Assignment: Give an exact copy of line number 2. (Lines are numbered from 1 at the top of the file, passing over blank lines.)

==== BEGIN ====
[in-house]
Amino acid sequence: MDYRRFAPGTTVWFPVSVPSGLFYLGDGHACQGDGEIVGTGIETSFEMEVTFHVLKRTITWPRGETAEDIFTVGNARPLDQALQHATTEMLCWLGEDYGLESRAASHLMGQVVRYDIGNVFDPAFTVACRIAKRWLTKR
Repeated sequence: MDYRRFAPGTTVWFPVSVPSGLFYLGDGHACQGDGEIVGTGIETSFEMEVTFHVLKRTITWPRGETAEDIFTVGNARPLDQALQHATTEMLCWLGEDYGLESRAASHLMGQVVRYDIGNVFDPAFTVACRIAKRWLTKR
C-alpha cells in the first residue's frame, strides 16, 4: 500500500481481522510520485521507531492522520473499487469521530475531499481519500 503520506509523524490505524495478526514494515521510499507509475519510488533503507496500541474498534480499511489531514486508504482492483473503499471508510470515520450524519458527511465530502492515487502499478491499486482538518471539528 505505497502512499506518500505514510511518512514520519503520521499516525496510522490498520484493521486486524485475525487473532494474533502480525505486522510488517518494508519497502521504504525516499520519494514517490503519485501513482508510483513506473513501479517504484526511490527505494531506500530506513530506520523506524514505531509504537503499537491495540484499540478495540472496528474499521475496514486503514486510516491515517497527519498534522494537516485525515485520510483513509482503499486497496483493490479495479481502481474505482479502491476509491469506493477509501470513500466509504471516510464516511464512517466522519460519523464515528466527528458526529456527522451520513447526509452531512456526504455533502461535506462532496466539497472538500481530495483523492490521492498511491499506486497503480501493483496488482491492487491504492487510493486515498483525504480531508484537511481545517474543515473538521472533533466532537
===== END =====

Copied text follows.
Amino acid sequence: MDYRRFAPGTTVWFPVSVPSGLFYLGDGHACQGDGEIVGTGIETSFEMEVTFHVLKRTITWPRGETAEDIFTVGNARPLDQALQHATTEMLCWLGEDYGLESRAASHLMGQVVRYDIGNVFDPAFTVACRIAKRWLTKR